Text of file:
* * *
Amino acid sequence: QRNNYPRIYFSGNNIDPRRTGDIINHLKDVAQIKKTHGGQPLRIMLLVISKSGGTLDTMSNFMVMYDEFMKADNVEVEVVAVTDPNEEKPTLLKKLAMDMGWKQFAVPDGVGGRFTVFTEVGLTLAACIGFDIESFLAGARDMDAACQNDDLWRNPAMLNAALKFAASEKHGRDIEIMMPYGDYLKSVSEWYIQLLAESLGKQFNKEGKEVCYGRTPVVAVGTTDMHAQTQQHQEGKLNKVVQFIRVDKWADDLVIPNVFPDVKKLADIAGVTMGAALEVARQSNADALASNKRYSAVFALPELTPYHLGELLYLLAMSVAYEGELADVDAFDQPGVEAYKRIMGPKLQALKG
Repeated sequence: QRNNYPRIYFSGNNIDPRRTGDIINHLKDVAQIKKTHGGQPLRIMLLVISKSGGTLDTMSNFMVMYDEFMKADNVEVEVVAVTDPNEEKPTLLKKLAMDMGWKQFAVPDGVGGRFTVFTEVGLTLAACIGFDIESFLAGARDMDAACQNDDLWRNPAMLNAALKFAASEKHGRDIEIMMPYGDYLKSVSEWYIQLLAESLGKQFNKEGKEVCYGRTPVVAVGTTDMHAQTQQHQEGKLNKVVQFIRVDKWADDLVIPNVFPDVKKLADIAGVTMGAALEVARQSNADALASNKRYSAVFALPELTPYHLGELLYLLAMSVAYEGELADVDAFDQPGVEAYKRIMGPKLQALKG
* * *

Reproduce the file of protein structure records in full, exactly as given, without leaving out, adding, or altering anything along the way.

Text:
Amino acid sequence: QRNNYPRIYFSGNNIDPRRTGDIINHLKDVAQIKKTHGGQPLRIMLLVISKSGGTLDTMSNFMVMYDEFMKADNVEVEVVAVTDPNEEKPTLLKKLAMDMGWKQFAVPDGVGGRFTVFTEVGLTLAACIGFDIESFLAGARDMDAACQNDDLWRNPAMLNAALKFAASEKHGRDIEIMMPYGDYLKSVSEWYIQLLAESLGKQFNKEGKEVCYGRTPVVAVGTTDMHAQTQQHQEGKLNKVVQFIRVDKWADDLVIPNVFPDVKKLADIAGVTMGAALEVARQSNADALASNKRYSAVFALPELTPYHLGELLYLLAMSVAYEGELADVDAFDQPGVEAYKRIMGPKLQALKG
Repeated sequence: QRNNYPRIYFSGNNIDPRRTGDIINHLKDVAQIKKTHGGQPLRIMLLVISKSGGTLDTMSNFMVMYDEFMKADNVEVEVVAVTDPNEEKPTLLKKLAMDMGWKQFAVPDGVGGRFTVFTEVGLTLAACIGFDIESFLAGARDMDAACQNDDLWRNPAMLNAALKFAASEKHGRDIEIMMPYGDYLKSVSEWYIQLLAESLGKQFNKEGKEVCYGRTPVVAVGTTDMHAQTQQHQEGKLNKVVQFIRVDKWADDLVIPNVFPDVKKLADIAGVTMGAALEVARQSNADALASNKRYSAVFALPELTPYHLGELLYLLAMSVAYEGELADVDAFDQPGVEAYKRIMGPKLQALKG